Consider the following real-world Indian scenario from last week: a sudden flash-mob of AAP youth breaks out into an energetic 'Jai Ho' dance in Vikram Chandra's cool, well-appointed, technologically snazzy NDTV studio. Then Prashant Bhushan steps in, describing in measured tones the difficult problems of articulation and implementation that AAP will face in the next five years. The atmosphere in the studio sobers down. But how does one reconcile these two opposed faces of political action, these wholly divergent modes of self-representation? It is here that the notion of 'anarchic spaces' is useful.  

Anarchic space is critical in a modern democracy because its hallmark is contestation. Veering unpredictably between talk and action, chaos and freedom; dullness and impatience; legitimate self-interest and corrupt dealings; human capital and corporate capital; community participation and individual abstraction; affect and effect; indifference and hope, anarchic space offers a voice-box, a collective larynx. Whether on social media, in print or everyday talk, it promotes what Chomsky calls "adversarial culture" and Amartya Sen dubs "argument".

Censorship issues belong centrally to this space. Irreverence and insult are its staples. In these politically correct times, such anarchic apertures for civic discourses must be strongly protected, for it is there that the uncomfortable questions will be asked, for example, about why exactly gender matters or what differences exist, if any, between hate-speech and the hallowed literary liberty to 'speak up'.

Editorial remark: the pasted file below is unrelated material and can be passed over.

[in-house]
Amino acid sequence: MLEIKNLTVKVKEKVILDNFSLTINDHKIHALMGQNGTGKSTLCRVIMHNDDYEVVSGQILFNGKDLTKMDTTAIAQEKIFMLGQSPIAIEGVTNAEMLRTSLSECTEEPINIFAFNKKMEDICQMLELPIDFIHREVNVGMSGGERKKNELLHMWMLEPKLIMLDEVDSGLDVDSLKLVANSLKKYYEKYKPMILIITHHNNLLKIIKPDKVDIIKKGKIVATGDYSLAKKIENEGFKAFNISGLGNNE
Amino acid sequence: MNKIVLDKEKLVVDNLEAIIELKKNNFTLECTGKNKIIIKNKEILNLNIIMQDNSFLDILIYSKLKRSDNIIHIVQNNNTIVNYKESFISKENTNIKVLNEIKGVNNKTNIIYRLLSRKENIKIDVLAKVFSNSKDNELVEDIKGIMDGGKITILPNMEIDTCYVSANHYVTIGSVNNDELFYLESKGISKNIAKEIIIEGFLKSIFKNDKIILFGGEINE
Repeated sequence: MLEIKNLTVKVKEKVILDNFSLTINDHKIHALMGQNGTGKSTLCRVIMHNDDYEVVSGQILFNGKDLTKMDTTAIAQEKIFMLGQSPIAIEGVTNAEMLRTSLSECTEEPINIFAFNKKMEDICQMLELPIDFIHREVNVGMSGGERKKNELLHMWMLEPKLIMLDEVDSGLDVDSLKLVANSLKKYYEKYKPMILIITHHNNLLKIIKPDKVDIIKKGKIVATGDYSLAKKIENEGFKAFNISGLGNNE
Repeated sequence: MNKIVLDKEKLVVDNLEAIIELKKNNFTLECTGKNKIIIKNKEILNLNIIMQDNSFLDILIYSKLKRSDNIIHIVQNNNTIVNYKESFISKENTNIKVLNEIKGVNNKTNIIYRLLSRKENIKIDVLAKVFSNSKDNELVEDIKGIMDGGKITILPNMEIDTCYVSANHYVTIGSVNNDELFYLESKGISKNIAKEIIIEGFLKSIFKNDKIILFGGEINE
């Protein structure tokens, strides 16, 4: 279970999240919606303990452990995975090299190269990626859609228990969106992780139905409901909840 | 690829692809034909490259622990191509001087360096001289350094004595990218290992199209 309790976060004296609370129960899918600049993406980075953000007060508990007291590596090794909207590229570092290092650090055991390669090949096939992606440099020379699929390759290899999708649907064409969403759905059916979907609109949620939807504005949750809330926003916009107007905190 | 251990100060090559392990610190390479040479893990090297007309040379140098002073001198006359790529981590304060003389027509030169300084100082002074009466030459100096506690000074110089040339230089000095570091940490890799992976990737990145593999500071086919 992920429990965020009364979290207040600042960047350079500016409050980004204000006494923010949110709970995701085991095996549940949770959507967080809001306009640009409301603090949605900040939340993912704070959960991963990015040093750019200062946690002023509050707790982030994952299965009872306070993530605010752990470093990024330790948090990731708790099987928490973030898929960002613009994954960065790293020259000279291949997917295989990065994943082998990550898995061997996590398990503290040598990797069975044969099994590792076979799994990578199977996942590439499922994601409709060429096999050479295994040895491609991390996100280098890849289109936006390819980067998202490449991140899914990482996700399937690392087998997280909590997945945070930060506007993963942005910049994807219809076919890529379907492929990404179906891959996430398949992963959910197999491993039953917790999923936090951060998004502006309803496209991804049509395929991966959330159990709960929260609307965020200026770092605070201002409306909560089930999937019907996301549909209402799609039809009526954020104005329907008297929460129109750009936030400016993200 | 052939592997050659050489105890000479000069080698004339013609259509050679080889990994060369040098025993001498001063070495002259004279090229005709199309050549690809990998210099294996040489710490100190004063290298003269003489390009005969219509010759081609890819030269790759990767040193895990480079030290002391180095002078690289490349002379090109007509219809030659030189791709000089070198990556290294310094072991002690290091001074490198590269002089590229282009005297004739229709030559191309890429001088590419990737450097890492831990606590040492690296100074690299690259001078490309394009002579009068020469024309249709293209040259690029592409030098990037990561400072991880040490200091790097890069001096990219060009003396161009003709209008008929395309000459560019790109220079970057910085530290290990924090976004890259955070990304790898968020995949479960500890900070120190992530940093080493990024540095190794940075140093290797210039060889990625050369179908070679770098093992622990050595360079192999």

John Kenneth Galbraith, an American 'friend of India' in an era much before President Obama and Michelle visited us, tells us in an 2001 Outlook interview that he invoked the idea of anarchy because he "wanted to emphasise the point...that the success of India did not depend on the government [italics mine]. It depended on the energy, ingenuity and....the wonderful adaptability and initiative of Indians that extends all the way from a village in Uttar Pradesh to a suburb in New York." Involved in the setting up of IIT Kanpur, Galbraith then declared that the "students that were brought there were part of my hope."

Some of the qualities identified by Galbraith with such astuteness ages ago have visibly come to the fore in the young, aspiring India of today. But it is the word "hope" that is crucial to his explanation - a word that Chomsky also sees as central. Chomsky, too, "would like to believe that people want to control their own affairs, they don't want to be pushed around, ordered, oppressed, etc. They want a chance to do things that make sense, like constructive work...It's really a hope about what human beings are like, a hope that if social structures change sufficiently, those aspects of human nature will be realized."  

Far-reaching changes in India's 'social structures' seem to have been set in motion today, both at the state and national levels. But what effect will these changes have on the structure of our feelings, those inchoate but potent hopes and desires that are by their very nature 'anarchic'?  Well, RK Laxman's beloved cartoons of 'the common man' once sardonically showed him at the venal mercy of officials and politicians. Now the common man is himself the politician.

It is this supreme but happy irony that all varieties of political thought in India must confront. What sort of future will the common man as politician envision for his society?